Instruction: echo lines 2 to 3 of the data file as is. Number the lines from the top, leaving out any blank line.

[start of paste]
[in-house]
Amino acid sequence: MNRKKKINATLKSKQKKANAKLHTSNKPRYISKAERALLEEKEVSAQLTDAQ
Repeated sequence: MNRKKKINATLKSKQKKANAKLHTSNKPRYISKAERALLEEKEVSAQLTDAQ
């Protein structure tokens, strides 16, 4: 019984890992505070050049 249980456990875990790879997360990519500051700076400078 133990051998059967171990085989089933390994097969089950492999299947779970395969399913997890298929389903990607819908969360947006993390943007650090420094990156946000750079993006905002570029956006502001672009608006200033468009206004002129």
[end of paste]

Amino acid sequence: MNRKKKINATLKSKQKKANAKLHTSNKPRYISKAERALLEEKEVSAQLTDAQ
Repeated sequence: MNRKKKINATLKSKQKKANAKLHTSNKPRYISKAERALLEEKEVSAQLTDAQ